Of course, at least some of the current and previous problems in America result from Americans not trusting government employees. For example, the anti-police riots in America were (reportedly) a result of Americans not trusting uniformed police officers.
Some local governments responded by requiring police body-worn cameras. (It is somewhat off subject, but if police are exempt from prohibitions on propagating false and misleading information, or, if they are allowed to falsify information, then they might also be permitted to falsify or edit recordings from such cameras.)
Whether one realizes it or not, the governing principle of truthfulness is implied in America’s support for body cameras. Support for such technologies is due to Americans lack of trust in the honesty of government employees.
Probably obviously, by supporting body cameras one does not necessarily support the liberal idea of getting rid of police altogether. Instead, support for cameras often implies support for at least some policing entities but at the same time acknowledging that some officers might lie about the actions of others. Similarly, some uniformed officers reportedly support such cameras due to the possibility of citizens or non-officers lying about their actions.
There is a significant question that arises from America’s support for police cameras, though; what about secret police employees, undercover police, undercover investigators, and powerful employees in local and federal police offices? Such people could easily be just as dangerous, if not more dangerous, than uniformed police officers; if a uniformed officer does something bad in public, one can often at least identify the uniform and continue from there. Secret police, plainclothes police, undercover investigators, etc., cannot be identified as powerful government employees with weapons.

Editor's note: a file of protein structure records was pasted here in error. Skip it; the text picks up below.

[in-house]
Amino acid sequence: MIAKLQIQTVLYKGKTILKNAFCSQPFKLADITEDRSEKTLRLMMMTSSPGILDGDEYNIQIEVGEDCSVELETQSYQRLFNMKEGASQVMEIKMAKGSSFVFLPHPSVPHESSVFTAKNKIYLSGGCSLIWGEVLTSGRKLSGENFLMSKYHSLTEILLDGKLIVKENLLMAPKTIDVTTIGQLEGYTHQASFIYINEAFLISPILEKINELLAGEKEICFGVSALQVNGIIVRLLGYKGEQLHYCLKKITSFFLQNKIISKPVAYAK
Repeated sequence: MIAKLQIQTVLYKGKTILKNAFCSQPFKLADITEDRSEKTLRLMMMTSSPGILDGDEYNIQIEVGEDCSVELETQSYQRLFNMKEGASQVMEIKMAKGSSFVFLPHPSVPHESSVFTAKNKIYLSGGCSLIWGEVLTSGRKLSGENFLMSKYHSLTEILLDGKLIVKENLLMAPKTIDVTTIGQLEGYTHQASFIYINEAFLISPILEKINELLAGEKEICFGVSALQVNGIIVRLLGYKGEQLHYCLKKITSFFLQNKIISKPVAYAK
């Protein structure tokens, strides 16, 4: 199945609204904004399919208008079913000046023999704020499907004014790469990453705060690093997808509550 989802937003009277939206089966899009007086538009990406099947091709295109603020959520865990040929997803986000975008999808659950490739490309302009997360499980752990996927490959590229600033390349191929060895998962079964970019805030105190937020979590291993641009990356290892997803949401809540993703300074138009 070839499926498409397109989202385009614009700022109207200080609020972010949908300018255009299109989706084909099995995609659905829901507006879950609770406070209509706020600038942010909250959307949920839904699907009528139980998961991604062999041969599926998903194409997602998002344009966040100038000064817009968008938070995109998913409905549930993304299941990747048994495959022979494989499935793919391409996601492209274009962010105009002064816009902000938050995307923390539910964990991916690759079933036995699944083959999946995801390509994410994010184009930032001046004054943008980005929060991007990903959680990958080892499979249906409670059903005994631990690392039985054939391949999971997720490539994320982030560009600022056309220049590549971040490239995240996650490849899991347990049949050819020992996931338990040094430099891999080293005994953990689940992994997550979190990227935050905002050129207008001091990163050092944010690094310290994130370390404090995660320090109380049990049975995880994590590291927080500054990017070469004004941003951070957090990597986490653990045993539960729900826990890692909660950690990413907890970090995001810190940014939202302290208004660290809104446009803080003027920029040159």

Secret police, of course, might also have secret weapons. Imagine the harm a secret police entity could cause with a remote-controlled device that causes heart attacks, brain aneurysms, or simply confusion or lack of coordination while one is performing dangerous tasks; death could be remotely caused without a trace of secret police involvement.
If Americans cannot trust uniformed police officers to be honest, then it likely follows that Americans cannot trust secret police officers, the FBI’s undercover operations, the intelligence community, and other government employees to be honest.
Should those secret police or undercover entities be required to wear cameras? The problem with such a scenario is that body-worn cameras cannot be effective at protecting citizens unless the citizen can visually identify that a person is a police officer. A secret police officer, undercover investigator, or non-uniformed officer might lie and say they are not police officers, rendering a camera ineffective at protecting the non-officer.
And such likely scenarios lead to this question: should all secret policing, undercover FBI operations, and similar things be prohibited, without exemptions or exceptions, in America?
Or, to ask a similar question: how many people who do not work for the government would trust any FBI or local police employee being permitted to plan and commit hoaxes, propagate false information, or use remotely controlled secret weapons?
Source: Robert L. Kinney III